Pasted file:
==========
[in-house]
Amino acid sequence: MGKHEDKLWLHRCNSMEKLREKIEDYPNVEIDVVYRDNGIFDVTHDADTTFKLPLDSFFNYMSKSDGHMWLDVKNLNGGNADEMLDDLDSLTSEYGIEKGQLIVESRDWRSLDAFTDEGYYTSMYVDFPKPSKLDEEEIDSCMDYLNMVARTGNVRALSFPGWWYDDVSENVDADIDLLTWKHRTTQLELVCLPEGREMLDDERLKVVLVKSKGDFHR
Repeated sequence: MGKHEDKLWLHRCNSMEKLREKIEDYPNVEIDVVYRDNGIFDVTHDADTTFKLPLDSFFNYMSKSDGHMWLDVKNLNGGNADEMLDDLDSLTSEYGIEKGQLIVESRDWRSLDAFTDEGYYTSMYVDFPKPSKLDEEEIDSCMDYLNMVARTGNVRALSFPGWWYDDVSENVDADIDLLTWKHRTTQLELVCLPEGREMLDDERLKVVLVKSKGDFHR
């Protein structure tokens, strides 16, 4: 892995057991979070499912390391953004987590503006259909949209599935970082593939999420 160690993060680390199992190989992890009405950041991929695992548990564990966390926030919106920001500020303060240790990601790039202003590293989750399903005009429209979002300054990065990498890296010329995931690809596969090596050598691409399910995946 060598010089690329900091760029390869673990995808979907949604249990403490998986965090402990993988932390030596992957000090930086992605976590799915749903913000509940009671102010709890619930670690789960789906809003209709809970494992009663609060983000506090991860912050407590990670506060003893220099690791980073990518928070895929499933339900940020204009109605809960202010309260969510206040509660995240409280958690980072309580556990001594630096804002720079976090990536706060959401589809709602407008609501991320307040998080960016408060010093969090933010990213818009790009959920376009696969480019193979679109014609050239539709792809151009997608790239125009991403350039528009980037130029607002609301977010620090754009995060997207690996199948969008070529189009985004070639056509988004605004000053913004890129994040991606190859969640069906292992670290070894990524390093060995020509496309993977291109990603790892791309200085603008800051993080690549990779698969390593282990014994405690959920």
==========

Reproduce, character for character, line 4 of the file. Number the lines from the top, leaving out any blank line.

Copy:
């Protein structure tokens, strides 16, 4: 892995057991979070499912390391953004987590503006259909949209599935970082593939999420 160690993060680390199992190989992890009405950041991929695992548990564990966390926030919106920001500020303060240790990601790039202003590293989750399903005009429209979002300054990065990498890296010329995931690809596969090596050598691409399910995946 060598010089690329900091760029390869673990995808979907949604249990403490998986965090402990993988932390030596992957000090930086992605976590799915749903913000509940009671102010709890619930670690789960789906809003209709809970494992009663609060983000506090991860912050407590990670506060003893220099690791980073990518928070895929499933339900940020204009109605809960202010309260969510206040509660995240409280958690980072309580556990001594630096804002720079976090990536706060959401589809709602407008609501991320307040998080960016408060010093969090933010990213818009790009959920376009696969480019193979679109014609050239539709792809151009997608790239125009991403350039528009980037130029607002609301977010620090754009995060997207690996199948969008070529189009985004070639056509988004605004000053913004890129994040991606190859969640069906292992670290070894990524390093060995020509496309993977291109990603790892791309200085603008800051993080690549990779698969390593282990014994405690959920």